There are ways of being together that are subordinate, imposed, forced, and enforced by the State. How can we change language and/or its meaning in order to subvert or trouble these ways of being together, or to be aware of them in the first place? How can we use documents — such as President Barack Obama’s “apology” (The Congressional Resolution of Apology to Native Americans) in Layli Long Soldier’s WHEREAS — or dictionary definitions — as in Marwa Helal’s Invasive species — to do this? How can language help us to reimagine modes of being together that are driven by compassion and value shared knowledge and lived experience (the subjective) over those that are enforced upon us, driven by greed, authority, capitalism, and ownership (the objective)?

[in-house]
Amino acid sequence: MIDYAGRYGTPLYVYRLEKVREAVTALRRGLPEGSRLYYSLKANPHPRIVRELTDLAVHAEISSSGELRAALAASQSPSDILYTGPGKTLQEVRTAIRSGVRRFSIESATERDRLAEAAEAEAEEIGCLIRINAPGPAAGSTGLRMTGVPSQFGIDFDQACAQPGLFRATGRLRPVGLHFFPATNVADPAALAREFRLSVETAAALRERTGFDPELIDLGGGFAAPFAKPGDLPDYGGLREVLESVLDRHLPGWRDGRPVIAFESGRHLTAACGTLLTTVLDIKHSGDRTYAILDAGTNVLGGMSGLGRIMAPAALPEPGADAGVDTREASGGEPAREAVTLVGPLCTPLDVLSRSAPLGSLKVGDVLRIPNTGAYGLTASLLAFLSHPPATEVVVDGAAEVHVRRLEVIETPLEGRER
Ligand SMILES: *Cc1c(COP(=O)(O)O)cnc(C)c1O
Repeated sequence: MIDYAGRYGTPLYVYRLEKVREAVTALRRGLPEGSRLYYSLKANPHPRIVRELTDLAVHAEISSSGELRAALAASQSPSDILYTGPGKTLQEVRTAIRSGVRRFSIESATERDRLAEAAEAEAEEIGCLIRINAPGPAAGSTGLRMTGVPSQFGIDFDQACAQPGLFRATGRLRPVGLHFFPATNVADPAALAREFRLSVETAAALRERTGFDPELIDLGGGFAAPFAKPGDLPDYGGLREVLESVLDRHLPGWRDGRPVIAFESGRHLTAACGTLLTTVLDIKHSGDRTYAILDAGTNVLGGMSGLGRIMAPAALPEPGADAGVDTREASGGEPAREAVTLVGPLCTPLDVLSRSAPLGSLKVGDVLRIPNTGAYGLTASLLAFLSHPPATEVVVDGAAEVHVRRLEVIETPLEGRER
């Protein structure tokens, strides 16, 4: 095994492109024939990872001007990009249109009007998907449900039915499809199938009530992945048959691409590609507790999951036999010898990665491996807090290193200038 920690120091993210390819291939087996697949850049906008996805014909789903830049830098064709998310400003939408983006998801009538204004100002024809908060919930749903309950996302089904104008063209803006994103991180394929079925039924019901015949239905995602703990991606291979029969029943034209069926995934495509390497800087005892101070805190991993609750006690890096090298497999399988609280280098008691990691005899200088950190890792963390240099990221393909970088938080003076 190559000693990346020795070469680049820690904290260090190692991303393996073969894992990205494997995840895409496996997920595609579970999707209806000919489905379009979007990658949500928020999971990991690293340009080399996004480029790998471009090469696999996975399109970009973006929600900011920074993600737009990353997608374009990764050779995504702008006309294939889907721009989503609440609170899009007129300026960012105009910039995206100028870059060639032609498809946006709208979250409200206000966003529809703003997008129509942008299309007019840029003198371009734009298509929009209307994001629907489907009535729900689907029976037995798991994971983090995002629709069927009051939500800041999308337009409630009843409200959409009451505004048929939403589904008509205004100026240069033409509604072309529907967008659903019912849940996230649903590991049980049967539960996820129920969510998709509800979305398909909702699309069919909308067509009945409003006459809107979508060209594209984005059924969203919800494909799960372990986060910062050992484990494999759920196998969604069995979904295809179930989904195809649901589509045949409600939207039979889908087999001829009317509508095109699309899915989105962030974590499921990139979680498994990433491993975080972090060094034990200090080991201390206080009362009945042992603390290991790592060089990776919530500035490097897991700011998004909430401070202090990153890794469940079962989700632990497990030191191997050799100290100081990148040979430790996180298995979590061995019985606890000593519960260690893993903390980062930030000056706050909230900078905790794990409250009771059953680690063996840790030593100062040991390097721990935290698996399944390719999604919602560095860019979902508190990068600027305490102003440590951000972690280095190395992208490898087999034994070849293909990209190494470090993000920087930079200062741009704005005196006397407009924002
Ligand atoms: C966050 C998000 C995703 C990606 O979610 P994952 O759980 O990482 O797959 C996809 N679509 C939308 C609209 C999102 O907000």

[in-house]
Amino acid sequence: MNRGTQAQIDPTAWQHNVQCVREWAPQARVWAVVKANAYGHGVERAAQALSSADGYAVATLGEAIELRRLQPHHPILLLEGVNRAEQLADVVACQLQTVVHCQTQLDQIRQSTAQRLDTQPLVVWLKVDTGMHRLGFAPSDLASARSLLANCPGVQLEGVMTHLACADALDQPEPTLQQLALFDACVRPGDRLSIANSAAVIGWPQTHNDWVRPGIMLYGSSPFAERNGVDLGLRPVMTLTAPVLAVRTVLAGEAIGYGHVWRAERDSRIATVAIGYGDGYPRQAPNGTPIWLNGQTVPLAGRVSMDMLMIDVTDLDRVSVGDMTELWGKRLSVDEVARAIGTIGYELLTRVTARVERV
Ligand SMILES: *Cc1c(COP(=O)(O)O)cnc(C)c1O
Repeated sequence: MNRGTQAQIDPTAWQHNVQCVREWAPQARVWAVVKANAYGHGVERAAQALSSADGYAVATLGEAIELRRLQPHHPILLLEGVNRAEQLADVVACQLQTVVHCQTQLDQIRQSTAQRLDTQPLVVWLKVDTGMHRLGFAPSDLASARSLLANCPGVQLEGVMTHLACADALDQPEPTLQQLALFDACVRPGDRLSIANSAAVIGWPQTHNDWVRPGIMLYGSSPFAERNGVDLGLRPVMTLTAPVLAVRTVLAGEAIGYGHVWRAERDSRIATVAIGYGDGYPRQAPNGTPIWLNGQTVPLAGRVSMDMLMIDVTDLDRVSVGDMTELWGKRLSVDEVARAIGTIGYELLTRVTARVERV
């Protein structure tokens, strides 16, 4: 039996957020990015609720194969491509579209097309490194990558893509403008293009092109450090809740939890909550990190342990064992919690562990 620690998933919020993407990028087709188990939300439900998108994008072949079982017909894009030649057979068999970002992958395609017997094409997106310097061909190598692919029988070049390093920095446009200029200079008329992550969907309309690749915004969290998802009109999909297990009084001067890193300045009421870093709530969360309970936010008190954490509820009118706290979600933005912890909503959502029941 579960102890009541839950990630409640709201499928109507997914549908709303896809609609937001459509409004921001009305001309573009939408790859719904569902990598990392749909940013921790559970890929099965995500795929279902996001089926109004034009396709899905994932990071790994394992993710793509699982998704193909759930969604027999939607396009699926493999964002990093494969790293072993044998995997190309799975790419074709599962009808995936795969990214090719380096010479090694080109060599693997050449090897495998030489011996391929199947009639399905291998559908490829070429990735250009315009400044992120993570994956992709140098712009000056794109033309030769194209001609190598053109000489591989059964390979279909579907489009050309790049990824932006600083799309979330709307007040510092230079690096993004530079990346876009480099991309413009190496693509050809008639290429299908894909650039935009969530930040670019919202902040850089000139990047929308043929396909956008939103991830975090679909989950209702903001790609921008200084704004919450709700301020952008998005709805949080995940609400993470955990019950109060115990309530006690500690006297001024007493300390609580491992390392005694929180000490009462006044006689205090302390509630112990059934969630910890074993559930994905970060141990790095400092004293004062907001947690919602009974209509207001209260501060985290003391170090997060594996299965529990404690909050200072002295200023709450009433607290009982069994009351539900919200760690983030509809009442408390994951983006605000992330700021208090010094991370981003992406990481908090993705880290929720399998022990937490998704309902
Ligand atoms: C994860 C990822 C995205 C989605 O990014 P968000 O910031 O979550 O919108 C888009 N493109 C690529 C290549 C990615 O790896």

During The Poetry Project’s March 2019 Dis/Courses session, Bring Down The State But Have Fun Doing It: Poetry and Nations, we took time and created space to consider ways in which we might be together outside of the capitalist, empirical, colonial, hetero-patriarchal, white supremacist structures of the State. As a part of that session, we came up with our own re-definitions of “key terms” of our choosing in order to trouble or subvert what’s been imposed, to change the narrative, and re-envision more just ways of being together.
To be considered for publication in an upcoming issue of HOUSE PARTY, submit your responses, disruptions, protest & resistance strategies to PARTY LINE #5